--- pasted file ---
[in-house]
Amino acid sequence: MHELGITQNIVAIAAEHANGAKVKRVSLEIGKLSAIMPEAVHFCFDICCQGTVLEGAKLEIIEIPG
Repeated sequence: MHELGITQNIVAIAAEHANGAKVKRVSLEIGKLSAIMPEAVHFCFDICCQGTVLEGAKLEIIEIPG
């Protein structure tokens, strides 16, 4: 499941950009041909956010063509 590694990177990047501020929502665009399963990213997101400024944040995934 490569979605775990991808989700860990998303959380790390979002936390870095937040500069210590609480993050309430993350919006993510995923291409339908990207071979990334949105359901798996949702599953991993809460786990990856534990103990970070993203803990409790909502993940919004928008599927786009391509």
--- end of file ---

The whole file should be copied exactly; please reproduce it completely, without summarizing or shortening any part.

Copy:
[in-house]
Amino acid sequence: MHELGITQNIVAIAAEHANGAKVKRVSLEIGKLSAIMPEAVHFCFDICCQGTVLEGAKLEIIEIPG
Repeated sequence: MHELGITQNIVAIAAEHANGAKVKRVSLEIGKLSAIMPEAVHFCFDICCQGTVLEGAKLEIIEIPG
């Protein structure tokens, strides 16, 4: 499941950009041909956010063509 590694990177990047501020929502665009399963990213997101400024944040995934 490569979605775990991808989700860990998303959380790390979002936390870095937040500069210590609480993050309430993350919006993510995923291409339908990207071979990334949105359901798996949702599953991993809460786990990856534990103990970070993203803990409790909502993940919004928008599927786009391509």